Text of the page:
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Monday, July 26, 2010


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Stroker Serpentine

While I applaud any interface extensions of the SL UI, I can tell you from first experience and considerable research and application, that a mocap suit is limited to ONLY avatar movement controls and/or AO/Guesture manipulation. BVH animations or any real-time streaming format are NOT progressively uploaded to SL (yet).

Basically, you could get more "bang from your buck" by using a Xbox controller and not a 30-60K mocap suit.

Until such time VW's incorporate real-time streaming of animation files (a la webcam, mocap, pupeteering) These appliances are simply expensive toys funded by education grants.I'm not complaining mind you, since we sell and support all sectors =D

There are inexpensive systems coming to the marketplace that will significantly lower pro-sumer entry price points.The Gypsy 7 for instance:


However, representing them as an "interface" is speculous at best.I am unaware of any SL/OpenSim client capability that will allow for direct joint manipulation of an avatar in real time. One could only specualte the resource/lag hit the server would take with such an open port.

A "tool" would be a more accurate description. Quite an expensive tool at that!

Ann Otoole InSL

The company that makes the logic controller for microsoft kinect is making a PC compatible version soon and it uses an open API. Therefore it will be a matter of someone wanting to develop the client/plugin for this controller when it comes out. No mocap suits needed. Affordable to consumers.

I look forward to being able to construct assemblies with my hands. The education and training use cases for this are staggering.

Adric Antfarm

I concede I am lacking bumping ugly animation and compurgator knowledge, but I think it's pretty damn cool.


Well.. Just wait I guess and you'll see real time motion streaming happening pretty soon. It is certainly possible and we know how to do it.

I agree that our suit is quite an expensive alternative right now. Its price will certainly drop in the future though. We're just lucky to have one of those in our lab and why would we use something else if this one is a top of the line equipment and very precise as well :) I was looking into Gyro before we ordered our MVN suit and the animation designer that consulted us said that Gyro is not a good option as a lot of postprocessing is required and the data is a little messy. With MVN suit, in contrary (if properly calibrated) we never had to do any postprocessing at all.

Moreover, the technology we're developing is not limited to this suit only. Any motion capture equipment can be connected to it. There are cheap alternatives already available on the market with 3D cameras and even with a number of simple cameras (like http://www.youtube.com/watch?v=dTisU4dibSc).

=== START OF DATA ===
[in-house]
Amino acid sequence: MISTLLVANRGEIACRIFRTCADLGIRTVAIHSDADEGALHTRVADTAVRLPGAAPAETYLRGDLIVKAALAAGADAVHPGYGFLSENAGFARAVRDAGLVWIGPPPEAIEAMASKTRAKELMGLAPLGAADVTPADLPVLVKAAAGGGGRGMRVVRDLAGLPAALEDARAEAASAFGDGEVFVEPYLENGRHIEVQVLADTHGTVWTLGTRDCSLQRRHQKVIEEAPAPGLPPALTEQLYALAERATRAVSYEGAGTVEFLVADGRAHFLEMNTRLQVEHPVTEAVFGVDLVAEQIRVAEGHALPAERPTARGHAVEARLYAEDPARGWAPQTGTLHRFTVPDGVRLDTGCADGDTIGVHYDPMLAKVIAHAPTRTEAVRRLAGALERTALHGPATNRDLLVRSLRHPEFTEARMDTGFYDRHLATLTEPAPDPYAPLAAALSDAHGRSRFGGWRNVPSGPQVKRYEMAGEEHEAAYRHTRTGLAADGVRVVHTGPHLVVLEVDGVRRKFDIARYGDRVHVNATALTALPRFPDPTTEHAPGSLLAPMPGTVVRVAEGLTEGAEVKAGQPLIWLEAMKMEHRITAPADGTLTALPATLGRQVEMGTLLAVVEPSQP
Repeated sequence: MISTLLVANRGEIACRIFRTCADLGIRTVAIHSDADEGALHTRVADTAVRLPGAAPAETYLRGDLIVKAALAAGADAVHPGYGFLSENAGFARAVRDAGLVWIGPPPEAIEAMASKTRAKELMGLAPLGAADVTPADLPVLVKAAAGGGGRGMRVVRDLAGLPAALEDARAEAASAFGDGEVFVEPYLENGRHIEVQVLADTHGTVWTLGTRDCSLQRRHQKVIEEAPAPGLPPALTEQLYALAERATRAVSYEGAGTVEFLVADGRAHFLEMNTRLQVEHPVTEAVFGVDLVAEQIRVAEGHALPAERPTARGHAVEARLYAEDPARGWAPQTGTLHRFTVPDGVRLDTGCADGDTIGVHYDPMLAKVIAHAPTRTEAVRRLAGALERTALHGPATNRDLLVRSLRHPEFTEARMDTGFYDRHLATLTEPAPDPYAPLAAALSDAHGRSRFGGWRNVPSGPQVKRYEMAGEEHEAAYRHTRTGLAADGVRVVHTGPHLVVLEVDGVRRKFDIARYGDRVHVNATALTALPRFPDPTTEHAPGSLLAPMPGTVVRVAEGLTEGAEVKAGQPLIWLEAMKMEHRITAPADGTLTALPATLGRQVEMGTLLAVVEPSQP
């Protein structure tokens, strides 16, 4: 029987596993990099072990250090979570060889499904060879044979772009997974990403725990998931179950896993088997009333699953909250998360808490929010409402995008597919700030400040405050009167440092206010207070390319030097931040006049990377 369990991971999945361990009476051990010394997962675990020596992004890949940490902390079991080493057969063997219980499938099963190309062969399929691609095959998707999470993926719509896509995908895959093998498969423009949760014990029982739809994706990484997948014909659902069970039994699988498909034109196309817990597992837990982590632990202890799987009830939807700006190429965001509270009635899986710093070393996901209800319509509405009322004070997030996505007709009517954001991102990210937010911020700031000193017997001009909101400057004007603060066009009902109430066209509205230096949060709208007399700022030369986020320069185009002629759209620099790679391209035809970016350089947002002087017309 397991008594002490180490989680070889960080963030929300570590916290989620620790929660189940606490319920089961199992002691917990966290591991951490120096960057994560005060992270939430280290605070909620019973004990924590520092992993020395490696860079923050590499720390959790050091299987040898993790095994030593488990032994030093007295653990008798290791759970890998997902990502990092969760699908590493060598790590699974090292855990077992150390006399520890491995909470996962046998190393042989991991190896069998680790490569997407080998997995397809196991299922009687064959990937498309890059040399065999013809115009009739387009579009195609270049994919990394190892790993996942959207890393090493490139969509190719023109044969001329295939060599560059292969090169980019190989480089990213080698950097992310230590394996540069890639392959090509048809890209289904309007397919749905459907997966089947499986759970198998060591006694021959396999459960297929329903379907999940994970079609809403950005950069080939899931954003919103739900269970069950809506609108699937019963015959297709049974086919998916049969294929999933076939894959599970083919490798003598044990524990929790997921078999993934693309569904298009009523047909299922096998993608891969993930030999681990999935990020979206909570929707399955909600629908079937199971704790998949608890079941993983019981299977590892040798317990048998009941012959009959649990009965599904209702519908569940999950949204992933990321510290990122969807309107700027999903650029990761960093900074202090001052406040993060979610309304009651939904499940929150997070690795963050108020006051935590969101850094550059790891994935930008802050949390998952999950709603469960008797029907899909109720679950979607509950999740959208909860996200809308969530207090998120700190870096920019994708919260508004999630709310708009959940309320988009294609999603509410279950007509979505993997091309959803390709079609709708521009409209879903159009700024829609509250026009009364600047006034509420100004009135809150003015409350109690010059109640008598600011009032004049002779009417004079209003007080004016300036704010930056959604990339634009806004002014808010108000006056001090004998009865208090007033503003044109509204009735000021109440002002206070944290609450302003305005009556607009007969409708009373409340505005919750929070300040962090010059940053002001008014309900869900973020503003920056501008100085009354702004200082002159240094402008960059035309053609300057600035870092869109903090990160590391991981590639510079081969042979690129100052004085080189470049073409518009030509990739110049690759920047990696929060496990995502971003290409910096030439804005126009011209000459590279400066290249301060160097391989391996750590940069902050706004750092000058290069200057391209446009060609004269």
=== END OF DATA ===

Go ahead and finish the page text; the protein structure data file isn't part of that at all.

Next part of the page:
Stroker Serpentine


"At the moment it's just able to control the avatar walking direction," Bogdanovych allows, "but in the future we will enable full control of the avatar with the suit (e.g. every move of every part of the body of the person wearing the suit will be translated onto the avatar.)"

I believe this statement to be misleading somewhat. While one can certainly inferface with movement controls and UI manipulation, currently there is no real-time functionality within the SL client-server architecture that will allow for direct skeletal manipulation of the SL avatar.

Correct me if I am wrong.

Stroker Serpentine


Please do not misconstrue my comments as contrarian.I was one of the most ardent supporters of "puppeteering' and the physical avatar when the intial development was spearheaded by Cube and Ventrella Linden. The source code was posted to svn and subsequently shelved.

To my knowlege there is no current plans by LL to incorporate the physical avatar source code into any public release client now or in the future. There may however be an OpenSim application or interest.




If your research and/or progress indeed motivates LL to re-visit the technology I would be most impressed and supportive.

However,Given recent budget/staff cuts I am not very optimistic.

Adeon Writer

1:1 Motion, live puppetry of an avatar with a full body suit would be one step closer to SnowCrash. :)


Second Life is completely open source now, so how can anything development related be a problem?

Rodion Resistance

I don't know if it's just me, but I find the idea of actually moving your own body to control you avatar a bit "primitive" compared to a method by which something akin to "neuroimpulses" would be used to control an avatar.

Back in the 80's, there was this B-movie called Robojox--it's basically like the mecha you see in Battletech or Mechwarrior, but the main difference was, the writers of the movie approached the idea of controlling the gigantic robot by "puppeteering" it inside the cockpit (i.e. the guy stands on this shiny, slippery metal plate, and he actually uses his shoe movements to move his robot/mech forward, kinda like Michael Jackson moonwalking, and his own hand/arm movements would also control the robots upper limb movements). The result was a somewhat of an awkward, silly, and possibly even fatiguing set of actions done by the mech pilot.

In contrast, the Battletech universe simply employed a "neurohelmet" system by which to control the robot/mech--i.e. impulses from the brain would control the lower and upper limb movements of the robot--a more elegant way IMHO to control a robot or an avatar (a method I believe which has already been documented in this very blog several months/years before).